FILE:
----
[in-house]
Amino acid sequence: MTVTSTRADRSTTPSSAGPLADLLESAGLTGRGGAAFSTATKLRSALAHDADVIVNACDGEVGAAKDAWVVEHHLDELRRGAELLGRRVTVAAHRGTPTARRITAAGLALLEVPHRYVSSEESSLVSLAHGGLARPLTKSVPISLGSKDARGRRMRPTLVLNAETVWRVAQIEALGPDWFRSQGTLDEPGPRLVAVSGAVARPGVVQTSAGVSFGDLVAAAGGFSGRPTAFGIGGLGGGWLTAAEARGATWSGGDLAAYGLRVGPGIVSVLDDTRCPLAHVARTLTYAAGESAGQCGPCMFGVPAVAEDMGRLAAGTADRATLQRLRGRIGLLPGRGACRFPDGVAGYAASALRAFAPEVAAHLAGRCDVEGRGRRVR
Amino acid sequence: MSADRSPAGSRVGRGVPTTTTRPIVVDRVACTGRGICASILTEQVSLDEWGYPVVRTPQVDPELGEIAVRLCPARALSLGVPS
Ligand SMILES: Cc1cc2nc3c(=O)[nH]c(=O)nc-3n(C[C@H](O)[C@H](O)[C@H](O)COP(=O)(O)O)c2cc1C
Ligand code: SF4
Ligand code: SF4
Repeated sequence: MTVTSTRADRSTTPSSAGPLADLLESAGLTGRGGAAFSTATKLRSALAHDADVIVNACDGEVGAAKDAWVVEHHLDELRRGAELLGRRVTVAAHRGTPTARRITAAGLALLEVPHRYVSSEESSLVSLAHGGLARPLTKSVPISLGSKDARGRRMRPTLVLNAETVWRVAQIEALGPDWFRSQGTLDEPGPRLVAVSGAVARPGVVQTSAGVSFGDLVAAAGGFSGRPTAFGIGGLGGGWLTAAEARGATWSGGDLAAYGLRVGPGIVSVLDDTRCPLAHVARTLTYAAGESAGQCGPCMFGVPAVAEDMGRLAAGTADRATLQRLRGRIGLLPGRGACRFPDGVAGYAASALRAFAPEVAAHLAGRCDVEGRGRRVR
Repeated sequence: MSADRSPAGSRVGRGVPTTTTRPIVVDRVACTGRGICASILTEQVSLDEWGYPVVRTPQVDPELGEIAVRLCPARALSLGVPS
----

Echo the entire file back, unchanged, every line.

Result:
[in-house]
Amino acid sequence: MTVTSTRADRSTTPSSAGPLADLLESAGLTGRGGAAFSTATKLRSALAHDADVIVNACDGEVGAAKDAWVVEHHLDELRRGAELLGRRVTVAAHRGTPTARRITAAGLALLEVPHRYVSSEESSLVSLAHGGLARPLTKSVPISLGSKDARGRRMRPTLVLNAETVWRVAQIEALGPDWFRSQGTLDEPGPRLVAVSGAVARPGVVQTSAGVSFGDLVAAAGGFSGRPTAFGIGGLGGGWLTAAEARGATWSGGDLAAYGLRVGPGIVSVLDDTRCPLAHVARTLTYAAGESAGQCGPCMFGVPAVAEDMGRLAAGTADRATLQRLRGRIGLLPGRGACRFPDGVAGYAASALRAFAPEVAAHLAGRCDVEGRGRRVR
Amino acid sequence: MSADRSPAGSRVGRGVPTTTTRPIVVDRVACTGRGICASILTEQVSLDEWGYPVVRTPQVDPELGEIAVRLCPARALSLGVPS
Ligand SMILES: Cc1cc2nc3c(=O)[nH]c(=O)nc-3n(C[C@H](O)[C@H](O)[C@H](O)COP(=O)(O)O)c2cc1C
Ligand code: SF4
Ligand code: SF4
Repeated sequence: MTVTSTRADRSTTPSSAGPLADLLESAGLTGRGGAAFSTATKLRSALAHDADVIVNACDGEVGAAKDAWVVEHHLDELRRGAELLGRRVTVAAHRGTPTARRITAAGLALLEVPHRYVSSEESSLVSLAHGGLARPLTKSVPISLGSKDARGRRMRPTLVLNAETVWRVAQIEALGPDWFRSQGTLDEPGPRLVAVSGAVARPGVVQTSAGVSFGDLVAAAGGFSGRPTAFGIGGLGGGWLTAAEARGATWSGGDLAAYGLRVGPGIVSVLDDTRCPLAHVARTLTYAAGESAGQCGPCMFGVPAVAEDMGRLAAGTADRATLQRLRGRIGLLPGRGACRFPDGVAGYAASALRAFAPEVAAHLAGRCDVEGRGRRVR
Repeated sequence: MSADRSPAGSRVGRGVPTTTTRPIVVDRVACTGRGICASILTEQVSLDEWGYPVVRTPQVDPELGEIAVRLCPARALSLGVPS